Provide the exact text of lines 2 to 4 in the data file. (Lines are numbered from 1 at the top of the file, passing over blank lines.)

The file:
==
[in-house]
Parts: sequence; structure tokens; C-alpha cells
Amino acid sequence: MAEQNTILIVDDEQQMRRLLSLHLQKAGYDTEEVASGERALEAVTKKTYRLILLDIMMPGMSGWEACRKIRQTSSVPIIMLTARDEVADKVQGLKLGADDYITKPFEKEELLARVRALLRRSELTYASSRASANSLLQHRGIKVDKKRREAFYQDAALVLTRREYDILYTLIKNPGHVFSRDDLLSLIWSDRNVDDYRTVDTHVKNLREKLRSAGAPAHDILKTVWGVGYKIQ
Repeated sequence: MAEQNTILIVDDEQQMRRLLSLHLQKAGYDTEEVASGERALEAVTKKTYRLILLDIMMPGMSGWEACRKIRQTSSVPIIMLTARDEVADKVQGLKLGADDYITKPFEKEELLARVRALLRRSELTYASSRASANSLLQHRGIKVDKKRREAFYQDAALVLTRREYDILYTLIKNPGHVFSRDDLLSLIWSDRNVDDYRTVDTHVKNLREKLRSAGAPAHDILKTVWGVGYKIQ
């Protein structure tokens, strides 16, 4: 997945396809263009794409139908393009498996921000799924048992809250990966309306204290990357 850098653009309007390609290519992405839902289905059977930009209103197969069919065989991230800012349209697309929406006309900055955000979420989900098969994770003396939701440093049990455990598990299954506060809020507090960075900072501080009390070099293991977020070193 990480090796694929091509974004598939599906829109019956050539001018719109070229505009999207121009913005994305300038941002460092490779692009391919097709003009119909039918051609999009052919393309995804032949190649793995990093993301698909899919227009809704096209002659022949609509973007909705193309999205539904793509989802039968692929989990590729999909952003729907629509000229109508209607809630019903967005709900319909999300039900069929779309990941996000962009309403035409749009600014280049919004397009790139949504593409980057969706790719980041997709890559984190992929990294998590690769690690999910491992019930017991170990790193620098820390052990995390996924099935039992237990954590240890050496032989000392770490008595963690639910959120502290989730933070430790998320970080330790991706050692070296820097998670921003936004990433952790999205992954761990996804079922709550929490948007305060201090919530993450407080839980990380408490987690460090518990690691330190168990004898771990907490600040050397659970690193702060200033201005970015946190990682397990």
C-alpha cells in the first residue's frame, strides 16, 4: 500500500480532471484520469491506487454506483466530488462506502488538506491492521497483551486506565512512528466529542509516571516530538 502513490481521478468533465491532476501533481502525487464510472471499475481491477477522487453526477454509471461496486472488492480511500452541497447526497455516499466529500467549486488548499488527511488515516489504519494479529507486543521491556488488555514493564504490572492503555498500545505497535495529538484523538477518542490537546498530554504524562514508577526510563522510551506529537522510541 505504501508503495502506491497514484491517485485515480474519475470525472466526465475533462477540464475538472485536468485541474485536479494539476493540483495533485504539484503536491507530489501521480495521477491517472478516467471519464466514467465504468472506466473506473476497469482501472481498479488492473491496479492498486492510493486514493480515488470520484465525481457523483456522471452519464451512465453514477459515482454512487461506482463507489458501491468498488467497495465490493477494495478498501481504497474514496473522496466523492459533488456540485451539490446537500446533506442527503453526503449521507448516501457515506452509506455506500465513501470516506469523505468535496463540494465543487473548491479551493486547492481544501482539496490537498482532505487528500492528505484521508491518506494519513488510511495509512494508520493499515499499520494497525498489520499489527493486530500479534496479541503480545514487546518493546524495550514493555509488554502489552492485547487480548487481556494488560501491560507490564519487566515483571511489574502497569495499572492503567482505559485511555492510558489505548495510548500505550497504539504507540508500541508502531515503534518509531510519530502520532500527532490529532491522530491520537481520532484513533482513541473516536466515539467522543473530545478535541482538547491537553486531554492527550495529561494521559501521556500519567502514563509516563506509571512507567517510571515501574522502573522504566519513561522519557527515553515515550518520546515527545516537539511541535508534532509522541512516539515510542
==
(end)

Parts: sequence; structure tokens; C-alpha cells
Amino acid sequence: MAEQNTILIVDDEQQMRRLLSLHLQKAGYDTEEVASGERALEAVTKKTYRLILLDIMMPGMSGWEACRKIRQTSSVPIIMLTARDEVADKVQGLKLGADDYITKPFEKEELLARVRALLRRSELTYASSRASANSLLQHRGIKVDKKRREAFYQDAALVLTRREYDILYTLIKNPGHVFSRDDLLSLIWSDRNVDDYRTVDTHVKNLREKLRSAGAPAHDILKTVWGVGYKIQ
Repeated sequence: MAEQNTILIVDDEQQMRRLLSLHLQKAGYDTEEVASGERALEAVTKKTYRLILLDIMMPGMSGWEACRKIRQTSSVPIIMLTARDEVADKVQGLKLGADDYITKPFEKEELLARVRALLRRSELTYASSRASANSLLQHRGIKVDKKRREAFYQDAALVLTRREYDILYTLIKNPGHVFSRDDLLSLIWSDRNVDDYRTVDTHVKNLREKLRSAGAPAHDILKTVWGVGYKIQ